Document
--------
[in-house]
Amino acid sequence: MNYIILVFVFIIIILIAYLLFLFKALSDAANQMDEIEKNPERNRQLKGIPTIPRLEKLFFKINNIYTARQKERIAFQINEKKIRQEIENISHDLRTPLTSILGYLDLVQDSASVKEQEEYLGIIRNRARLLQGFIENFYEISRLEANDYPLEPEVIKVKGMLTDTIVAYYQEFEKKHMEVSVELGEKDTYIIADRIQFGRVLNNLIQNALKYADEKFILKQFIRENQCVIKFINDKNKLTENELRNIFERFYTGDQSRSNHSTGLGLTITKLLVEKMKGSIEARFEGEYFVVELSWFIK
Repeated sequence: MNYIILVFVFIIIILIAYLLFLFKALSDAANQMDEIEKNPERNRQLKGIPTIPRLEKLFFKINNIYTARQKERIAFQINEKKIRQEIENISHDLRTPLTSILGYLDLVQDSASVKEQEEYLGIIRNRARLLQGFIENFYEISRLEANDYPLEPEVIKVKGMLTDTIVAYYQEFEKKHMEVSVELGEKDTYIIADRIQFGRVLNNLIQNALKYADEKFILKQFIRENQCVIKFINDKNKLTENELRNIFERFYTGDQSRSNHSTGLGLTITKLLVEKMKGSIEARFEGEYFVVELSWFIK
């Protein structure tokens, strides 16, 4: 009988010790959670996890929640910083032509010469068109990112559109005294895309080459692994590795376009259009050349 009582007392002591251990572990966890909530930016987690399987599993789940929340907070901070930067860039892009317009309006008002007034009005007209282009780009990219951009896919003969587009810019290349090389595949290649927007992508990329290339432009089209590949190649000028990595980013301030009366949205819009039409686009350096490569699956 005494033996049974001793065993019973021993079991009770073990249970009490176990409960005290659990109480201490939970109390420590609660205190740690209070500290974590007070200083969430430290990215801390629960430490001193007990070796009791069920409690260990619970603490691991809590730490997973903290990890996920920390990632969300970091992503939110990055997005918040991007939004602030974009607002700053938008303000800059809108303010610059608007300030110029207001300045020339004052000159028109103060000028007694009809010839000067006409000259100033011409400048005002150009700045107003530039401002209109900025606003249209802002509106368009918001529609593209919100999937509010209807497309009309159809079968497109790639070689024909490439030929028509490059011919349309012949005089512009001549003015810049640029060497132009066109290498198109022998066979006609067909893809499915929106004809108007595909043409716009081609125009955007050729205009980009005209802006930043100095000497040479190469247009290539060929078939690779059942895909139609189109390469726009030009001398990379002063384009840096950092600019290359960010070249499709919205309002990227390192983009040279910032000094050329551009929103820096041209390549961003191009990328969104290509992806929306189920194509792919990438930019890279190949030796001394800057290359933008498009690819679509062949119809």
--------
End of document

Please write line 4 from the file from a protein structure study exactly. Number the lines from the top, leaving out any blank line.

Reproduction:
């Protein structure tokens, strides 16, 4: 009988010790959670996890929640910083032509010469068109990112559109005294895309080459692994590795376009259009050349 009582007392002591251990572990966890909530930016987690399987599993789940929340907070901070930067860039892009317009309006008002007034009005007209282009780009990219951009896919003969587009810019290349090389595949290649927007992508990329290339432009089209590949190649000028990595980013301030009366949205819009039409686009350096490569699956 005494033996049974001793065993019973021993079991009770073990249970009490176990409960005290659990109480201490939970109390420590609660205190740690209070500290974590007070200083969430430290990215801390629960430490001193007990070796009791069920409690260990619970603490691991809590730490997973903290990890996920920390990632969300970091992503939110990055997005918040991007939004602030974009607002700053938008303000800059809108303010610059608007300030110029207001300045020339004052000159028109103060000028007694009809010839000067006409000259100033011409400048005002150009700045107003530039401002209109900025606003249209802002509106368009918001529609593209919100999937509010209807497309009309159809079968497109790639070689024909490439030929028509490059011919349309012949005089512009001549003015810049640029060497132009066109290498198109022998066979006609067909893809499915929106004809108007595909043409716009081609125009955007050729205009980009005209802006930043100095000497040479190469247009290539060929078939690779059942895909139609189109390469726009030009001398990379002063384009840096950092600019290359960010070249499709919205309002990227390192983009040279910032000094050329551009929103820096041209390549961003191009990328969104290509992806929306189920194509792919990438930019890279190949030796001394800057290359933008498009690819679509062949119809």